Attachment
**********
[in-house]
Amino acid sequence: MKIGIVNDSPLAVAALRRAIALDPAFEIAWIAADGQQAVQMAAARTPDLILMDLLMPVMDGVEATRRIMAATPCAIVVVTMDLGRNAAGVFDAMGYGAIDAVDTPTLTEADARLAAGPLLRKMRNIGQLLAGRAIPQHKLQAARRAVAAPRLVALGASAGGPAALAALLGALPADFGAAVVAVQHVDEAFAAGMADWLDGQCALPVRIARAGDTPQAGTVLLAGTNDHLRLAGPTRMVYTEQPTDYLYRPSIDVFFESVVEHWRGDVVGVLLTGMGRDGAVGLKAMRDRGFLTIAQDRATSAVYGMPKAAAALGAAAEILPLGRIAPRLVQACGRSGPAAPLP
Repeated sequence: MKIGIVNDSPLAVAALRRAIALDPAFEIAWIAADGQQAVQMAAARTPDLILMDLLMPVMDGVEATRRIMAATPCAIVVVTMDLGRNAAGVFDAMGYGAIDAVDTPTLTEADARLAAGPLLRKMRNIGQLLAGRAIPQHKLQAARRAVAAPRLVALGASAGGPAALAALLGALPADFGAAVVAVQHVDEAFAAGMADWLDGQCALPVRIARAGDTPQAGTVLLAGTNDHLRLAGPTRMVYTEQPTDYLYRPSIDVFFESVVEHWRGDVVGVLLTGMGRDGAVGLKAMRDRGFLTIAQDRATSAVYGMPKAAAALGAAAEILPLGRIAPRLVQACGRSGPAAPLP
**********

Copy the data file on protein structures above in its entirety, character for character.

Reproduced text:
[in-house]
Amino acid sequence: MKIGIVNDSPLAVAALRRAIALDPAFEIAWIAADGQQAVQMAAARTPDLILMDLLMPVMDGVEATRRIMAATPCAIVVVTMDLGRNAAGVFDAMGYGAIDAVDTPTLTEADARLAAGPLLRKMRNIGQLLAGRAIPQHKLQAARRAVAAPRLVALGASAGGPAALAALLGALPADFGAAVVAVQHVDEAFAAGMADWLDGQCALPVRIARAGDTPQAGTVLLAGTNDHLRLAGPTRMVYTEQPTDYLYRPSIDVFFESVVEHWRGDVVGVLLTGMGRDGAVGLKAMRDRGFLTIAQDRATSAVYGMPKAAAALGAAAEILPLGRIAPRLVQACGRSGPAAPLP
Repeated sequence: MKIGIVNDSPLAVAALRRAIALDPAFEIAWIAADGQQAVQMAAARTPDLILMDLLMPVMDGVEATRRIMAATPCAIVVVTMDLGRNAAGVFDAMGYGAIDAVDTPTLTEADARLAAGPLLRKMRNIGQLLAGRAIPQHKLQAARRAVAAPRLVALGASAGGPAALAALLGALPADFGAAVVAVQHVDEAFAAGMADWLDGQCALPVRIARAGDTPQAGTVLLAGTNDHLRLAGPTRMVYTEQPTDYLYRPSIDVFFESVVEHWRGDVVGVLLTGMGRDGAVGLKAMRDRGFLTIAQDRATSAVYGMPKAAAALGAAAEILPLGRIAPRLVQACGRSGPAAPLP